An important part of supervising is training employees to do the work—or to do it better.
Here are some ways to make the training process easier and more effective for all concerned.
1. Break complex tasks into simple routines, and teach those one at a time.
2. Don’t try to teach people things they already know. Instead take the time to find out what they don’t know or can’t do—and focus on those.
3. Remember the new hire rule: “Approximation now, perfection later.” In other words, allow for a generous learning curve. This applies to experienced workers, too—if they’re being trained for a new job.
4. People acquire knowledge by asking questions. Ask your trainees to, “please, ask.” Treat their questions seriously. “There are no dumb questions, just dumb answers.” Your responses should carry the tone of cheerful explanation—not a brisk, condescending snap.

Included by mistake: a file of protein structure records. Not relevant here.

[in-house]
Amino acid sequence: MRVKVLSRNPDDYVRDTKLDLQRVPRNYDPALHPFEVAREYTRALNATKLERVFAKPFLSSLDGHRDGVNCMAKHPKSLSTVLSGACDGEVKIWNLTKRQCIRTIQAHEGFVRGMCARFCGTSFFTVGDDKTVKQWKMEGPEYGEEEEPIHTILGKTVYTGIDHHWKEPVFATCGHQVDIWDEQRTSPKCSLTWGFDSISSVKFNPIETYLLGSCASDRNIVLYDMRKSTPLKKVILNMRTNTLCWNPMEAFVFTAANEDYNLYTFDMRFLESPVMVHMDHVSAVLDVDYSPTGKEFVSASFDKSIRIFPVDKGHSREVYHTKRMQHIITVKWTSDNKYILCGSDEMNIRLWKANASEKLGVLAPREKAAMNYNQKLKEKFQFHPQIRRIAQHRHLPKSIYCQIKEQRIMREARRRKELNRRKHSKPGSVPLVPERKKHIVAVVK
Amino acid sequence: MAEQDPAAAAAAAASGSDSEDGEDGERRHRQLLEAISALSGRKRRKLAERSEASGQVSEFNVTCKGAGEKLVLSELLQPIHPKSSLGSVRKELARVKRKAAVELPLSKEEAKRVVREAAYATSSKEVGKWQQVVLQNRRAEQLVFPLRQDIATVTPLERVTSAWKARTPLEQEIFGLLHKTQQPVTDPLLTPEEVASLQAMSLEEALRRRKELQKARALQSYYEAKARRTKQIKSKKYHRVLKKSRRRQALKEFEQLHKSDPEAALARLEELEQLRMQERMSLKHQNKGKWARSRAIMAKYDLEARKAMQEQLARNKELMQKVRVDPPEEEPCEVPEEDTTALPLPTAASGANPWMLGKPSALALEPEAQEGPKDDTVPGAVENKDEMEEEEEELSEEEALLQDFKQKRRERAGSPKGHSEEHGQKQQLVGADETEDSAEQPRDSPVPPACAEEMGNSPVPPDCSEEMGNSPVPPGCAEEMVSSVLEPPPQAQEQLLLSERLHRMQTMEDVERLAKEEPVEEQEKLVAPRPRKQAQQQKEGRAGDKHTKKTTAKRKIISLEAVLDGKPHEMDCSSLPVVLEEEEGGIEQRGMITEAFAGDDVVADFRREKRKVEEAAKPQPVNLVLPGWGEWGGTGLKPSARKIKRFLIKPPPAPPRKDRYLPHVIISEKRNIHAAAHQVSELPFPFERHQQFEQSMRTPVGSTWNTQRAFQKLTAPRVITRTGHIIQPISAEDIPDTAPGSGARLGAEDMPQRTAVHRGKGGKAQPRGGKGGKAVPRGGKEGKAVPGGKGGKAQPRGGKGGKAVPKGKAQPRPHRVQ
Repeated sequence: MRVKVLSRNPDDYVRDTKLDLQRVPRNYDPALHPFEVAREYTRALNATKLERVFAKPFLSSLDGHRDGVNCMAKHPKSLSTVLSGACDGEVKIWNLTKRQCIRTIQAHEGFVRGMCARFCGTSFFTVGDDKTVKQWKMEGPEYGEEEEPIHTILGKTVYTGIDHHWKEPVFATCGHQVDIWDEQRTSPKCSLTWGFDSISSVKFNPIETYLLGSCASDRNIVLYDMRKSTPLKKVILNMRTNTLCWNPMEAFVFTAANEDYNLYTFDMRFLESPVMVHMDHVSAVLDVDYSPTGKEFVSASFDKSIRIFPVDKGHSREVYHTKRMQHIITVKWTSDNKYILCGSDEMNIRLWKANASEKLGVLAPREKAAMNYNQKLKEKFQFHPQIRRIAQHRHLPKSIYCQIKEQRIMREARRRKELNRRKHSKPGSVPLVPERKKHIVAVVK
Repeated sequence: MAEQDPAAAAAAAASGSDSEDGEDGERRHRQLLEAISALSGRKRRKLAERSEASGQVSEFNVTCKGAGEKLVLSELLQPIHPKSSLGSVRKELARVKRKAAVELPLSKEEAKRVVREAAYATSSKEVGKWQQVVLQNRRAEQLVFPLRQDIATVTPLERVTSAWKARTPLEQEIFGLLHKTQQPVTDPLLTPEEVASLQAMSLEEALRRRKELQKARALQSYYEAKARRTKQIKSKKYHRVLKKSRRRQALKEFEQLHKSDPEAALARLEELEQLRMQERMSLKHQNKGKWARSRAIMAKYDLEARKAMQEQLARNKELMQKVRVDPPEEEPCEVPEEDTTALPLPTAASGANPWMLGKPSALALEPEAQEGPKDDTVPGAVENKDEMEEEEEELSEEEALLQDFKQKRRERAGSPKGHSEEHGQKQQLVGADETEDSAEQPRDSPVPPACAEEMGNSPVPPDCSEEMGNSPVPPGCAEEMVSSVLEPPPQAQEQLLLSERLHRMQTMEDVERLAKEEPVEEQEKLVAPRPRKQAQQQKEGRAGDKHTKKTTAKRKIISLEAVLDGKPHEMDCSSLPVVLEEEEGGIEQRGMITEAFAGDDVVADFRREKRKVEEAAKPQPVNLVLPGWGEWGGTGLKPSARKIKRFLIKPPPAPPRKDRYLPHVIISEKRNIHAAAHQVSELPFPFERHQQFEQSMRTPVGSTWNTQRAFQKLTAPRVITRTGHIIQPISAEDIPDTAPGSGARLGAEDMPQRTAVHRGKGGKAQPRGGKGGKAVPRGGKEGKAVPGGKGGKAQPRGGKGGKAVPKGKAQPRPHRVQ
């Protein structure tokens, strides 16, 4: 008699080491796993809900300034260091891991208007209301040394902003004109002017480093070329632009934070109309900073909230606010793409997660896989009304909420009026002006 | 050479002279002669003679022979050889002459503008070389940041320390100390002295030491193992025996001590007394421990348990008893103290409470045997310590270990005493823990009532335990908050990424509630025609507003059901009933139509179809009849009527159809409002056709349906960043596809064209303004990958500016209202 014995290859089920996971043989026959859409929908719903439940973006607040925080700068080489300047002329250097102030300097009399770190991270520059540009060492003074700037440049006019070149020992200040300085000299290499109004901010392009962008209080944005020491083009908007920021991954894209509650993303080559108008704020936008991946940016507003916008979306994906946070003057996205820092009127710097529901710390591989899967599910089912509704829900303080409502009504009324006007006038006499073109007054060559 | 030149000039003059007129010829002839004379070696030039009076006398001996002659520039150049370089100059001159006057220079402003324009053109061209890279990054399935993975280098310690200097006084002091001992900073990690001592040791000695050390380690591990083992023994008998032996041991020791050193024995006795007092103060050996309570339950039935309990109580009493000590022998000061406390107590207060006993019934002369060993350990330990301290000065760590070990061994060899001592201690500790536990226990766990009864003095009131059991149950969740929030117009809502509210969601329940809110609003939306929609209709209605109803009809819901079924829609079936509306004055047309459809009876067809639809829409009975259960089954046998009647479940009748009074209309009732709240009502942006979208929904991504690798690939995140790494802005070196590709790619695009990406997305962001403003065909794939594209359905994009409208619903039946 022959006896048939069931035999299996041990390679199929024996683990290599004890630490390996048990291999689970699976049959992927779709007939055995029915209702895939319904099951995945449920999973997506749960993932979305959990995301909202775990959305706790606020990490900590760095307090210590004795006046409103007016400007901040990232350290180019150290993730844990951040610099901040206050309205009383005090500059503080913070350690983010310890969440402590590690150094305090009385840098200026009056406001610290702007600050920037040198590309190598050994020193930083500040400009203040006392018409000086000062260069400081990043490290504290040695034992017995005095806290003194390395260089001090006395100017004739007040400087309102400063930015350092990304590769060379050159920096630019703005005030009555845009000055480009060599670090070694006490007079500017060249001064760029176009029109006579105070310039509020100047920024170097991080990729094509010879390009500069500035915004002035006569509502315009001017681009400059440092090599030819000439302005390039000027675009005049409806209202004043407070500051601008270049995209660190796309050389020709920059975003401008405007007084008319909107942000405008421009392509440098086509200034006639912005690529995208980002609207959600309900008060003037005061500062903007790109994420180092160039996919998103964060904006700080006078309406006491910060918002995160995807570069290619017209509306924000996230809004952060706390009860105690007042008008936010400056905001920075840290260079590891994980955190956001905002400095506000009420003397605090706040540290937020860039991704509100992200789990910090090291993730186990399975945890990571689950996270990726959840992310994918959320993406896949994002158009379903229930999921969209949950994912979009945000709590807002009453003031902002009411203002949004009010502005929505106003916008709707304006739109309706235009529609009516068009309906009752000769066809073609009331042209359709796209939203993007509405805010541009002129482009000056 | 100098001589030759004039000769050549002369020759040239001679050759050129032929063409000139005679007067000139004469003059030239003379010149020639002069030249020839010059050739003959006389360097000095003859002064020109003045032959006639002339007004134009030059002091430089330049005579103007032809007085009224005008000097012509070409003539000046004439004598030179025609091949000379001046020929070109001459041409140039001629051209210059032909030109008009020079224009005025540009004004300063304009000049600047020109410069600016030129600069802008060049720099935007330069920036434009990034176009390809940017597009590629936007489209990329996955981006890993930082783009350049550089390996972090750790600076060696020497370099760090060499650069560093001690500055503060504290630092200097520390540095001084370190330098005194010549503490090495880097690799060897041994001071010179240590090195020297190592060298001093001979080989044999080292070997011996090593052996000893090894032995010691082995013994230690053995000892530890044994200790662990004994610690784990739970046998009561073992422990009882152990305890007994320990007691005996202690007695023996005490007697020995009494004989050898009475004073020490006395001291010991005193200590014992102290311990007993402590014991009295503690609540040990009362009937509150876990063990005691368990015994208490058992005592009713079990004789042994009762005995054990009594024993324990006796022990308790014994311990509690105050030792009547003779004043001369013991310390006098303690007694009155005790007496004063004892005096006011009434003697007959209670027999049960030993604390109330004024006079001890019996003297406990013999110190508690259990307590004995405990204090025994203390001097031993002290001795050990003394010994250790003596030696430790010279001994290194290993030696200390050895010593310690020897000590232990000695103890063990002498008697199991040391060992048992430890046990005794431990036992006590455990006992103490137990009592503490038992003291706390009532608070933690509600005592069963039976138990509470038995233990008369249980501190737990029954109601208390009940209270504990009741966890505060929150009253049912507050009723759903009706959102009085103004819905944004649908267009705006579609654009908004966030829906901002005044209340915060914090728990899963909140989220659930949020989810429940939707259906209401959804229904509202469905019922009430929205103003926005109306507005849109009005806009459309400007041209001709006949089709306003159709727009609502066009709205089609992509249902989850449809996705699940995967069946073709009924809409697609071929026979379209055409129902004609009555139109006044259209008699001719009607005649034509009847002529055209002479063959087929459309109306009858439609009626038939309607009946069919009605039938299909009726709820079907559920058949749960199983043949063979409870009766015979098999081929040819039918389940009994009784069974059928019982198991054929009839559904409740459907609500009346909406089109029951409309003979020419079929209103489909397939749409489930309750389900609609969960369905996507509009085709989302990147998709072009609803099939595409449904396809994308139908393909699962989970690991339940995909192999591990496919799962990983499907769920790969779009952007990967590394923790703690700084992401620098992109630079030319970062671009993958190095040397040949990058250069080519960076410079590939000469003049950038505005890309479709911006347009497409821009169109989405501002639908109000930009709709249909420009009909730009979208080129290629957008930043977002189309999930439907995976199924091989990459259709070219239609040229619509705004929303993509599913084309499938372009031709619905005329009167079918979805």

5. People acquire know-how by doing. On-the-job training is usually the most productive kind. It’s also the kind in which the learner makes the most mistakes. That’s OK. Making mistakes is often one of the better ways to learn (as long as the mistakes don’t hurt anyone or cost too much).
6. Studies show that small amounts of tension speed up learning—large doses paralyze. Be sure the employee anxiety level is helping, not hindering, the training process. You may need to lower the stakes, slow the pace or take more breaks. Or vice versa.
7. Appoint a mentor. Find another worker who enjoys helping people get started, and who is good at explaining and demonstrating tasks and procedures and operating equipment. You can’t be everywhere at the same time, and a mentor like this can help the trainee when you have something else to attend to. But check in now and then, not just to ensure things are going well, but to show that you’re truly interested in the employee’s success.
8. Don’t forget to smile every now and then. Training is not supposed to hurt or distress the employee. Your pleasant demeanor will telegraph patience, which in turn, will exude encouragement.